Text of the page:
Researchers at the security firm Lookout have identified a family of malicious smartphone apps, referred to as SonicSpy. At least three versions of the malware, which is able to remotely control infected phones, made it onto Google’s Play store.
Anyone who installs the compromised apps will find they have full messaging functionality. But in the background, according to Lookout, the apps are able to hijack a variety of basic phone functions. That includes making outbound calls, sending text messages, and harvesting call logs, contacts, and Wi-Fi data.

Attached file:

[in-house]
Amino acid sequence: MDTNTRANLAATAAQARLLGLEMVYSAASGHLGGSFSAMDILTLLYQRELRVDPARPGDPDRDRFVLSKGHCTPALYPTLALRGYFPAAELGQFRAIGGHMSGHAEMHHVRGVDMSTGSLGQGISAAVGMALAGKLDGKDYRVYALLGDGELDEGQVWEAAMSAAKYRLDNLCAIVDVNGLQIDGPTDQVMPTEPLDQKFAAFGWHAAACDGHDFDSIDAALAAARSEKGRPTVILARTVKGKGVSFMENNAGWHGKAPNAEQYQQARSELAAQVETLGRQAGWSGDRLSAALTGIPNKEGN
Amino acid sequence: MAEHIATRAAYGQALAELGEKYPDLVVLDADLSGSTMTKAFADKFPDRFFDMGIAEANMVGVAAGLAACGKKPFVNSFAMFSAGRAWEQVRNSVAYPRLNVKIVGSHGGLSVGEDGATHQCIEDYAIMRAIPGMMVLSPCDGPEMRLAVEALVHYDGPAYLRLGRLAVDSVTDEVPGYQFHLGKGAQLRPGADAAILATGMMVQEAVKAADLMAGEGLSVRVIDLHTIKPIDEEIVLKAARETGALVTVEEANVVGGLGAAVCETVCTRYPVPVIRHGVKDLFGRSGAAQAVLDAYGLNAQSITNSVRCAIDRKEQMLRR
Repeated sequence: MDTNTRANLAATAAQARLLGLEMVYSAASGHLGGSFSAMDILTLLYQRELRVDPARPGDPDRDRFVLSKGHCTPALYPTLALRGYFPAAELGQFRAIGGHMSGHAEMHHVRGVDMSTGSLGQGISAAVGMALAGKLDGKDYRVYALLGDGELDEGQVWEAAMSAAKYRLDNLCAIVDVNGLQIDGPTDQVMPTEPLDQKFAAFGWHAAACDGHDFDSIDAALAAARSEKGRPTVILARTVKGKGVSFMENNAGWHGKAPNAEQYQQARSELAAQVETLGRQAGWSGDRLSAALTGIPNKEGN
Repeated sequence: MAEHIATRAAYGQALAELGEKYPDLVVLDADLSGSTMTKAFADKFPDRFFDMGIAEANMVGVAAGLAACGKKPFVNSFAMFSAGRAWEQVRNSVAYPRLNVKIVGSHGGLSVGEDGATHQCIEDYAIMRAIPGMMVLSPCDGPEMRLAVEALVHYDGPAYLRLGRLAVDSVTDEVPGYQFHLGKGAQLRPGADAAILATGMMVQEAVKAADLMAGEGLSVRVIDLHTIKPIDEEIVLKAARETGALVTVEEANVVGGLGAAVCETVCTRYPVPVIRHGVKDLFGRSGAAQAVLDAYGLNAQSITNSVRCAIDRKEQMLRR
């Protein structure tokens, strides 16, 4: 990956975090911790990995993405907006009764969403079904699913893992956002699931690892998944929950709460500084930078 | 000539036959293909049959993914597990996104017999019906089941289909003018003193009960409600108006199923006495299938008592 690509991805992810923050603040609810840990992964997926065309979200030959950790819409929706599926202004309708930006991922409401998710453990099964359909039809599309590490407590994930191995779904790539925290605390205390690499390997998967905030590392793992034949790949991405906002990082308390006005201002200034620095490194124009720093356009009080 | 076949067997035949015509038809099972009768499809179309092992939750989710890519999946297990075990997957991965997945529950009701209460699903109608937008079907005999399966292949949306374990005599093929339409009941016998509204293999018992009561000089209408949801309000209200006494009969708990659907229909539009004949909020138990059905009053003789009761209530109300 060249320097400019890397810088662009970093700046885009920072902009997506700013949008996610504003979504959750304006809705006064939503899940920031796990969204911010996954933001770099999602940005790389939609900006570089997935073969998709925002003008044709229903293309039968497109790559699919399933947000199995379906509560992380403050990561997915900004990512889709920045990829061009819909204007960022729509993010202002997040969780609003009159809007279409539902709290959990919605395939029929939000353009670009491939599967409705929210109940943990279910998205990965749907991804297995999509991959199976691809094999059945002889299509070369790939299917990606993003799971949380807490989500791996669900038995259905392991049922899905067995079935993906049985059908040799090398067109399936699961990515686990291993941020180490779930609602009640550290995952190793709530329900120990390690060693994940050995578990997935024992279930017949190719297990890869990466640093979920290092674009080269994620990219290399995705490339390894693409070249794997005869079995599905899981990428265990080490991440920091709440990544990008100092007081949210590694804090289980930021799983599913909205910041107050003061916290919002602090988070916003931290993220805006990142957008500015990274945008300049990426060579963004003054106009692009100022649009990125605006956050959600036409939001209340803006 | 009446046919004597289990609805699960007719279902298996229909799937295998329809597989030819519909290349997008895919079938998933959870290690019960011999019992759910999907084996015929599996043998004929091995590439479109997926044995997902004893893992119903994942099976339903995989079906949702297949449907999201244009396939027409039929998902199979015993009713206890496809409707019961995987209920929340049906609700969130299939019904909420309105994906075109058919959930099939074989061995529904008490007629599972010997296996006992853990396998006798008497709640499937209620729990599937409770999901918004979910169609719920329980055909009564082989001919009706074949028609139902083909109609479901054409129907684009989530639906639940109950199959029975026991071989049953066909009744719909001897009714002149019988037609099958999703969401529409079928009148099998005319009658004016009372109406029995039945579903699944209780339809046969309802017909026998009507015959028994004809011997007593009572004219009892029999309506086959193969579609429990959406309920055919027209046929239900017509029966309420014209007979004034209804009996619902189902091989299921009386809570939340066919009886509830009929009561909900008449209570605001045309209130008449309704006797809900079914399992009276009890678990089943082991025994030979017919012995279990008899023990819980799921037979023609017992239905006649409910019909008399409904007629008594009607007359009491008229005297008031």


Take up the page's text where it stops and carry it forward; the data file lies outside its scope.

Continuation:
According to Lookout, a developer, possibly based in Iraq, built over a thousand malicious messaging apps by weaving spy functions into the public source code for a legitimate (and quite popular) messenger app called Telegram. The developer rebranded the resulting apps with names including Soniac, Hulk Messenger, and (in an apparent bit of humor) Troy Chat. Those three were actually successfully listed on Google Play (googl, -1.69%), though they’ve since been pulled.